Kenley Neufeld offers three ways we can rethink community and fulfill Thich Nhat Hanh’s aspiration for the Buddhist community.
Buddha, dharma, and sangha are three precious jewels in Buddhism. According to Thich Nhat Hanh, “The most important of these is sangha.”
For many years, the Zen master has taught that “it is probable that the next buddha will not take the form of an individual. The next buddha may take the form of a community, a community practicing understanding and loving-kindness, a community practicing mindful living.”
This aspiration gives Buddhists something to aim for in coming years. Here are three things we need to re-examine to help create such a community of mindful living.
Economics of Practice
First, we need to rethink the economics of practice. Transforming the cost of community and practice will be a key ingredient for the future buddha.
Much of the sangha presence today is focused on retreats, residential communities (both monastic and lay), and groups that meet regularly in cities and towns across America.
Regional and low-cost retreats do exist, but people in many parts of North America have to travel great distances to attend. In my community, I often hear from people in middle America and the South who need support and teachers to guide their practice, but the cost can be high if they wish to attend retreats or to live in residential communities. This is more than the actual price of the retreat. They must have the ability to travel and to bear the burden of missing work, family obligations, or school. The cost of sangha favors the privileged.
Supporting practitioners online is one option, but that can only take us so far. Teachers have to be willing to travel more and go online to be available to students throughout the year. Regularly bringing retreats to local communities, no matter how small, will seed these communities with practitioners to help them grow.
Exploring alternative lengths of retreats that are compatible with work schedules and family obligations will allow more people to participate. And the actual cost of participation must be reduced, while still making sure that expenses such as facilities, travel, and teacher compensation are covered.
Many retreats already offer sliding scales for participation, but sometimes this is still too costly. Perhaps the stronger practice centers can help cover costs in smaller communities until they are self-sustaining.
Locality of Practice
If we want to build communities of mindful living, then we also need to rethink the locality of practice.
When I was growing up in Fresno, California, my neighborhood contained at least a dozen families with similar religious leanings. We chose to become a community. We learned to support each other in times of need and we built relationships that have lasted a lifetime. Our very existence invited others to step into the community and find a home in the neighborhood.
This type of locality, spaces where we can gather and support each other right in our neighborhoods, is the second ingredient of the future buddha.
In the Plum Village community, small clusters of people have begun to move into areas close to one of our practice centers. This is a first step, creating the opportunity for people to meet and share together. This is particularly beneficial for families. Having been householders for more than twenty years, my partner and I wanted our children to participate in and enjoy the practice. It’s not something we push on them. We simply expose them to sitting, walking, and living the noble eightfold path.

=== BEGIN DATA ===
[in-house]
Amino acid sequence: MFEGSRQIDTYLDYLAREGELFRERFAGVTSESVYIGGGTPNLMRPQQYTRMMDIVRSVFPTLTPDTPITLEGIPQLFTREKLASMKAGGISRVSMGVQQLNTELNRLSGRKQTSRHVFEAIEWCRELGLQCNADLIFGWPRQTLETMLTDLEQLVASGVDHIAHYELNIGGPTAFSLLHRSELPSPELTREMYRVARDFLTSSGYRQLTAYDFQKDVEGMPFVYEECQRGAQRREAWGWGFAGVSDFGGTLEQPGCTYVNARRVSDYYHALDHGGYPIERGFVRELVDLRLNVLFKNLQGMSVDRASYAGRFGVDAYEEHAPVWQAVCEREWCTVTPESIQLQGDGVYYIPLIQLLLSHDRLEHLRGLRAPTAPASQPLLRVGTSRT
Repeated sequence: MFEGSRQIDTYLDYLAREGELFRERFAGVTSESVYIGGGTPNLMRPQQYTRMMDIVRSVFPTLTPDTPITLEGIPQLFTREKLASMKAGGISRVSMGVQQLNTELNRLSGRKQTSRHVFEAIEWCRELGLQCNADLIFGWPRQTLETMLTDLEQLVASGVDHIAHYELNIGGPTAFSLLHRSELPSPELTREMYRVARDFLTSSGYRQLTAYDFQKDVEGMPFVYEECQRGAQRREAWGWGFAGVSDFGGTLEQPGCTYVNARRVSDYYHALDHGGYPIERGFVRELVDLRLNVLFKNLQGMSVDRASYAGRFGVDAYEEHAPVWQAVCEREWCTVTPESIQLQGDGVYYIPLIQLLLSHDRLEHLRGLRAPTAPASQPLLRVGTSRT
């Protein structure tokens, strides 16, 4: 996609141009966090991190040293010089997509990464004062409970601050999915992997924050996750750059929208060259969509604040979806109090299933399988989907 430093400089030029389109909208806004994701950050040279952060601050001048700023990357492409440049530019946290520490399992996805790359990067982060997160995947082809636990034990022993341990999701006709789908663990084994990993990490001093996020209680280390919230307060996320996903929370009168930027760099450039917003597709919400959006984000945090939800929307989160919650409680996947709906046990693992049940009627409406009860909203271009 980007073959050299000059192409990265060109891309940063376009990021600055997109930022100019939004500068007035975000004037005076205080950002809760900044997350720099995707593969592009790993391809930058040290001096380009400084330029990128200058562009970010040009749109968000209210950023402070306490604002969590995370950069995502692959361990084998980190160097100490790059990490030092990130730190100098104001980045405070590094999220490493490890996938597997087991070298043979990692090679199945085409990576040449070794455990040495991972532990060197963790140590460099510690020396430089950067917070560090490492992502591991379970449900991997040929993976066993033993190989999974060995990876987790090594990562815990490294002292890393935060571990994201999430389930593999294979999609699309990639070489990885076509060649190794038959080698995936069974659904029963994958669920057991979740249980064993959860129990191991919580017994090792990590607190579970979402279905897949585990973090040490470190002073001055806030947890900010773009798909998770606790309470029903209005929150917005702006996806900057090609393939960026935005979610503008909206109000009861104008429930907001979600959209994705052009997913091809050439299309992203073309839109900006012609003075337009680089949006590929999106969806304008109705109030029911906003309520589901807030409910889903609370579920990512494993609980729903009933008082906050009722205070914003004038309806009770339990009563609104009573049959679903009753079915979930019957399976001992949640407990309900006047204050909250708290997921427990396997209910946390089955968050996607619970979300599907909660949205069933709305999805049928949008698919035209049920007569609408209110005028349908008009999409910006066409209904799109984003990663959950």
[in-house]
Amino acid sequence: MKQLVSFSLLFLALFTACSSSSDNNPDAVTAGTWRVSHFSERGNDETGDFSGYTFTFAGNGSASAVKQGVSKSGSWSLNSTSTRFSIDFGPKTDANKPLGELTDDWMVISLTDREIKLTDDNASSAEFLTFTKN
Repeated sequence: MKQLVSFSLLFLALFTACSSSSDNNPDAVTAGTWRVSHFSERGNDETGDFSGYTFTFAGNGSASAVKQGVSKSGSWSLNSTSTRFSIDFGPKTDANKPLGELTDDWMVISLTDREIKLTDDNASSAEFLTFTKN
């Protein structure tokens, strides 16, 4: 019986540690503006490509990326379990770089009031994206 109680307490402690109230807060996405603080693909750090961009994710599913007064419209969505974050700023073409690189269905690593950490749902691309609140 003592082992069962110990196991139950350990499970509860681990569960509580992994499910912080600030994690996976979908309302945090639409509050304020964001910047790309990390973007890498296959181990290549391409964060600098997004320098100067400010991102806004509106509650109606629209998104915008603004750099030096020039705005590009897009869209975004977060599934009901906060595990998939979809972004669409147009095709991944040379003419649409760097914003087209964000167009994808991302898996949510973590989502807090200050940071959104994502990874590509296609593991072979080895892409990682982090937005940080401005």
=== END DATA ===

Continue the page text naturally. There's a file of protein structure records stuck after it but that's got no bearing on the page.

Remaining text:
It’s also important to make a special effort to welcome LGBTQ+, indigenous, and people of color into the community, and to bring them into leadership roles more quickly than middle-class, white students have been brought in historically. It is heartening to see some of this is already taking place and I am hopeful it will continue into the future.
Silos of Practice
If we want communities of mindful living, then we need to rethink the silos of practice.
In 2013, I participated in the second Gen-X Dharma Teachers Sangha Gathering. One of the most exciting aspects of these gatherings is that the participating teachers represent traditions and lineages across the Theravada, Mahayana, Vajrayana, and Ekayana vehicles.
We need more of this type of work! Buddhism remains one of the smallest religions in the United States, with fewer than 2 percent of Americans identifying as Buddhist. Even within this small percentage, there are dozens of variations and lineages coexisting in the same towns and cities. Cross-lineage connections are the third ingredient of the future buddha.
Do you know the other Buddhist groups in your community? Have you made an effort to connect and collaborate on community-building activities? I must confess that in my small town of Ojai, California, there are Buddhist groups I have not made an effort to connect with. It’s almost embarrassing that in a town of eight thousand, we don’t know each other.
It is possible to move beyond simple sitting groups that meet weekly to working on environmental, social, and justice issues together. Perhaps we could create cross-lineage weekend retreats co-facilitated by teachers from the different communities. We could also make our presence known in city events. These are steps we can take to get to know each other and share support across the greater Buddhist community.
Looking deeply into the economics of practice, the locality of practice, and the silos of practice—these may help the sangha to manifest as the next buddha. To create communities of understanding, loving-kindness, and mindful living, Thich Nhat Hanh said, “may be the most important thing we can do for the survival of the earth.”
Read the rest of the series, “Buddhism’s Next 40 Years: A Time of Reformation.”